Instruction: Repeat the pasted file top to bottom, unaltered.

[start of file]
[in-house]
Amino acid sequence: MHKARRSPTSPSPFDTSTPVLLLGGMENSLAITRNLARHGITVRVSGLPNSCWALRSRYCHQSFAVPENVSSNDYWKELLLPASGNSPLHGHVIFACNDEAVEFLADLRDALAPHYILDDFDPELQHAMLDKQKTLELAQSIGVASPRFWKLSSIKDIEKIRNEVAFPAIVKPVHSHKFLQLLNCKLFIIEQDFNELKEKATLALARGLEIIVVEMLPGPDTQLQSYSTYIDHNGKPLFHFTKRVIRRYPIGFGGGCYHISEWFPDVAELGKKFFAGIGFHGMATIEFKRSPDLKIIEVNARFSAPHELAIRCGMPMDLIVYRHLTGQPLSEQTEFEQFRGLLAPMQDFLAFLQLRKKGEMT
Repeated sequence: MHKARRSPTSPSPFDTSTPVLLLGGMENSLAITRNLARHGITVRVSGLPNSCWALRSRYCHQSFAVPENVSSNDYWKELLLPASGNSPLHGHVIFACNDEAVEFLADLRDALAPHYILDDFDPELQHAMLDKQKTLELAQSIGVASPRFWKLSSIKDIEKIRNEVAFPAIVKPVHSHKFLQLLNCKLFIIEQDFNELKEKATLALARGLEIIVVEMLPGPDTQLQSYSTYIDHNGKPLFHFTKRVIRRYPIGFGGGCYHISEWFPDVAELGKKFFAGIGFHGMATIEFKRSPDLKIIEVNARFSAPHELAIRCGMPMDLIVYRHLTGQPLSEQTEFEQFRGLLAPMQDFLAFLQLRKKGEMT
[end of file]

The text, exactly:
[in-house]
Amino acid sequence: MHKARRSPTSPSPFDTSTPVLLLGGMENSLAITRNLARHGITVRVSGLPNSCWALRSRYCHQSFAVPENVSSNDYWKELLLPASGNSPLHGHVIFACNDEAVEFLADLRDALAPHYILDDFDPELQHAMLDKQKTLELAQSIGVASPRFWKLSSIKDIEKIRNEVAFPAIVKPVHSHKFLQLLNCKLFIIEQDFNELKEKATLALARGLEIIVVEMLPGPDTQLQSYSTYIDHNGKPLFHFTKRVIRRYPIGFGGGCYHISEWFPDVAELGKKFFAGIGFHGMATIEFKRSPDLKIIEVNARFSAPHELAIRCGMPMDLIVYRHLTGQPLSEQTEFEQFRGLLAPMQDFLAFLQLRKKGEMT
Repeated sequence: MHKARRSPTSPSPFDTSTPVLLLGGMENSLAITRNLARHGITVRVSGLPNSCWALRSRYCHQSFAVPENVSSNDYWKELLLPASGNSPLHGHVIFACNDEAVEFLADLRDALAPHYILDDFDPELQHAMLDKQKTLELAQSIGVASPRFWKLSSIKDIEKIRNEVAFPAIVKPVHSHKFLQLLNCKLFIIEQDFNELKEKATLALARGLEIIVVEMLPGPDTQLQSYSTYIDHNGKPLFHFTKRVIRRYPIGFGGGCYHISEWFPDVAELGKKFFAGIGFHGMATIEFKRSPDLKIIEVNARFSAPHELAIRCGMPMDLIVYRHLTGQPLSEQTEFEQFRGLLAPMQDFLAFLQLRKKGEMT